Business Rural Spring 2021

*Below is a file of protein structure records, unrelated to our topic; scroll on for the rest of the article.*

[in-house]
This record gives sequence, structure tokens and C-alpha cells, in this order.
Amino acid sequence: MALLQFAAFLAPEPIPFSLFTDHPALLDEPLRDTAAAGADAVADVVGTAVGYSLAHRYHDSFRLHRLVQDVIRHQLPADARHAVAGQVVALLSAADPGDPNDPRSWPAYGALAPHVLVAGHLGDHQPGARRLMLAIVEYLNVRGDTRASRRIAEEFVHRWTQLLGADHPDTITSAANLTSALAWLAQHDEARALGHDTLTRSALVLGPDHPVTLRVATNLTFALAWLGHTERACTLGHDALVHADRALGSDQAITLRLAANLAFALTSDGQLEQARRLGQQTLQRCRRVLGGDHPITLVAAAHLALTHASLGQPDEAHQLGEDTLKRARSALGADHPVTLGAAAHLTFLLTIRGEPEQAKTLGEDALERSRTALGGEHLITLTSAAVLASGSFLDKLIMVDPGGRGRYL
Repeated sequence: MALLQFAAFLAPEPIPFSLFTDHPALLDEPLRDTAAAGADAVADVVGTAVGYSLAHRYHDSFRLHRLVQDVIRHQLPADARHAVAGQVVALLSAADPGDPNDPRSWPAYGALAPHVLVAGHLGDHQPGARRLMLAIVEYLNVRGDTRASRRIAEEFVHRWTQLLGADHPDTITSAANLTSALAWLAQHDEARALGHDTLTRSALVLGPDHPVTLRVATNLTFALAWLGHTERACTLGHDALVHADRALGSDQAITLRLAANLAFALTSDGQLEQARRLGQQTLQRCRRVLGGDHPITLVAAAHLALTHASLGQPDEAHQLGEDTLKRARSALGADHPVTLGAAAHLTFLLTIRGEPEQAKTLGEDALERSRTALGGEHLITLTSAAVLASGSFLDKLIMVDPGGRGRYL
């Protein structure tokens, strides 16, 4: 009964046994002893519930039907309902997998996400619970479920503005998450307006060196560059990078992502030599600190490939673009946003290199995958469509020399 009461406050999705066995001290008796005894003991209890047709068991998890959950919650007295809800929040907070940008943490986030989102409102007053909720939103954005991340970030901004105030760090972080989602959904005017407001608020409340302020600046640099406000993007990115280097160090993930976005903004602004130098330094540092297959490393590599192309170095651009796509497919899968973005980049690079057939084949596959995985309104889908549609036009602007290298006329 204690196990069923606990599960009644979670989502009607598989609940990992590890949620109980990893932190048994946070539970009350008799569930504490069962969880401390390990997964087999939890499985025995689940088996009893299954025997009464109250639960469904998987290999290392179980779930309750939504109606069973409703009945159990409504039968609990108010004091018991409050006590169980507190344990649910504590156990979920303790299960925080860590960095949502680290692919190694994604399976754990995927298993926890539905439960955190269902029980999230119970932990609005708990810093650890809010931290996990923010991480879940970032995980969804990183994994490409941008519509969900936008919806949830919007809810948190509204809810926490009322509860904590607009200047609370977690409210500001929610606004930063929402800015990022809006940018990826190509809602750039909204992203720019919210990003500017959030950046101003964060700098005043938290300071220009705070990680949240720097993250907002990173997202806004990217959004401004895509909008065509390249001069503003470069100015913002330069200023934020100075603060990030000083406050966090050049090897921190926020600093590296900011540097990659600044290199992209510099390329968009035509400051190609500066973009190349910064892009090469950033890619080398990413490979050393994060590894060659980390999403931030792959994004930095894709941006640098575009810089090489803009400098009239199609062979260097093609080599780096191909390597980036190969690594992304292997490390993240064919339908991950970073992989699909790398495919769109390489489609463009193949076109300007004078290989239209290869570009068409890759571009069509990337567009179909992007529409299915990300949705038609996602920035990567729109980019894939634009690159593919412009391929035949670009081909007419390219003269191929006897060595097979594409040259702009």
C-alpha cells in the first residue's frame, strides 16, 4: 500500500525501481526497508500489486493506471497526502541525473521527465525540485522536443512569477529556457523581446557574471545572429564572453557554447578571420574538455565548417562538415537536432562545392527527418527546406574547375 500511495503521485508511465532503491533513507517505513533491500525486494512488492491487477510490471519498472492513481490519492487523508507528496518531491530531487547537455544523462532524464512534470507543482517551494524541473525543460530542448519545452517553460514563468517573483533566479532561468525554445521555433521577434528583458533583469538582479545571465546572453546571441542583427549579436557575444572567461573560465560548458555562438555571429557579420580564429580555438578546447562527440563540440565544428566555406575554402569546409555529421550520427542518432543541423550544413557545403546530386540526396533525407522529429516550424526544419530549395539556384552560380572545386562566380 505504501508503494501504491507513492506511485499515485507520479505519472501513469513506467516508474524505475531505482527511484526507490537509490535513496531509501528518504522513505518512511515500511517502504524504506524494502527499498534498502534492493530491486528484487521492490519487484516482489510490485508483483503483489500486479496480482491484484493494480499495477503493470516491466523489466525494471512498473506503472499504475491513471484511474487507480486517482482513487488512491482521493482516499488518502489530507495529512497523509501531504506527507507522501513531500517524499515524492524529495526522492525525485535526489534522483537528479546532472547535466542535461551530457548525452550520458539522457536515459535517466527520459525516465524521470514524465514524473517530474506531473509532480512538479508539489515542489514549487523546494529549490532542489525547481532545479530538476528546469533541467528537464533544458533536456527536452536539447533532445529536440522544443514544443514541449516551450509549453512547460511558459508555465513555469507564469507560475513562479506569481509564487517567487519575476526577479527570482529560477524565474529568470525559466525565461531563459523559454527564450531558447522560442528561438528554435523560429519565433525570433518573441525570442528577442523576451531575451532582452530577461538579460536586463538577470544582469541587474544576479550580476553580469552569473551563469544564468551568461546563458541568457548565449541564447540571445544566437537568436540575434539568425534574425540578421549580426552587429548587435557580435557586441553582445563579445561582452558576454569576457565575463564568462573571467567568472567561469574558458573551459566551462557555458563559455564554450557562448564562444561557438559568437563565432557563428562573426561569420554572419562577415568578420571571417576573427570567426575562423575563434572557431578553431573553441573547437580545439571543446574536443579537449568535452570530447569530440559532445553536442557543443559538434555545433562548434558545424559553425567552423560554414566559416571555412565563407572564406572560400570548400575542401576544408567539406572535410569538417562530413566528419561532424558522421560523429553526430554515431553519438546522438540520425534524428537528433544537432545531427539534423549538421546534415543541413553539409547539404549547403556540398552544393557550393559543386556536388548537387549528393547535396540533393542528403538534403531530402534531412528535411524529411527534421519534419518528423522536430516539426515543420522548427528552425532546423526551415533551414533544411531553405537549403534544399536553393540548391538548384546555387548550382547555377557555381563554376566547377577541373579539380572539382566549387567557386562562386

18 | Armidale wool sought Hugh de Lacy MEAT & WOOL » Armidale Stud T he consistency as much as the quality of Ar- midale Merino Stud’s wool, and that of its 12 other South Island suppliers, was the reason Norwegian-based global woollen clothing company Devold dumped its 28 Australian wool producers in favour of New Zealanders. That happened five years ago when 168-year-old Devold decided the Australian climate had become too unstable to consistently produce the quality and length of fine wool needed for the circular knit- ting processes at its Langevag factory in western Norway. “Devold approached us and offered us a contract to supply our Merino wool to them,” Armidale Stud owner Simon Paterson says. “They process and manufacture garments all the way through to retail, and we’re in the third year of our contract with them.” Armidale runs a big stud flock of 1200 ewes, plus 2200 commercial ewes and a Halfbred flock of 1200 on 2054ha near Gimmerburn on the high, cold Maniototo Plain in Central Otago. The wool it produces is in the 18.5 to 19 micron range, 100mm long, and the ewes cut around 6.5kg each. The farm has been in the Paterson family since the early 1880s when just 40ha was carved off the old Puketoi Station by Anthony Paterson, and since then five generations of the family have steadily built the farm up to its present size. The Armidale Merino stud was first registered by George Paterson in 1940, only to see its registration lapse during World War Two, but revived in 1956 by Bruce Paterson. Today it’s farmed by Simon and his wife Sarah, and their two sons, Hugo and Bede. Under Bruce’s management the focus was on producing a Merino with a large frame and superior wool weights, and to those traits the family is currently working on increasing worm resistance, maternal traits and reducing input costs. Wool weight still dominates the Armidale selec- tion process, but today the stud is moving away from the moderate frame it once featured. “We’re definitely chasing greater carcass weight and other carcass attributes, and to that end have been scanning eye-muscle since 2004 but, along with do-ability and structure, we’re still focussed on wool,” Simon Paterson says. Armidale progeny is keenly sought after, and in early January its annual stud sale will offer 30 Merino, 50 halfbred and 30 quarter-bred rams, the latter being Merinos crossed back over Halfbred ewes. Armidale was one of the first Merino producers approached by Devold, which was offering not just an exclusive three-year rolling wool contract at a rate calculated annually at several dollars above the auction price, but a vertically integrated marketing programme that identifies the farm every Devold product comes from. In Armidale’s case, that’s 30,000 garments a year from around 10 tonnes of wool. “Having our own processing plants means we know exactly what wool type we need to get the best performance out of our garments,” Devold’s Australasian manager, Wanaka-based Kiwi Craig Smith, says. And in a first for Australasia, Devold opened its first retail shop in Wanaka in early July this year. Photos: Top shepherds Ben Harmer and Kate Campbell. Maniototo winter: Armidale progeny is keenly sought after, and in early January its annual stud sale will offer 30 Merino, 50 halfbred and 30 quarter-bred rams. Ranfurly Transport Ltd Livestock Cartage Computerised Lime, Super and Seed Sowing Ready Mix Concrete • Gravel, Sand and Cement Supplies • General Cartage Phone: Richard 021 542 714 | Todd 027 449 2450 Peter 027 433 3522 | (03) 448 6378 | Servicing wool growing clients in Southland, Otago & South Canterbury P ETER L YON S HEARING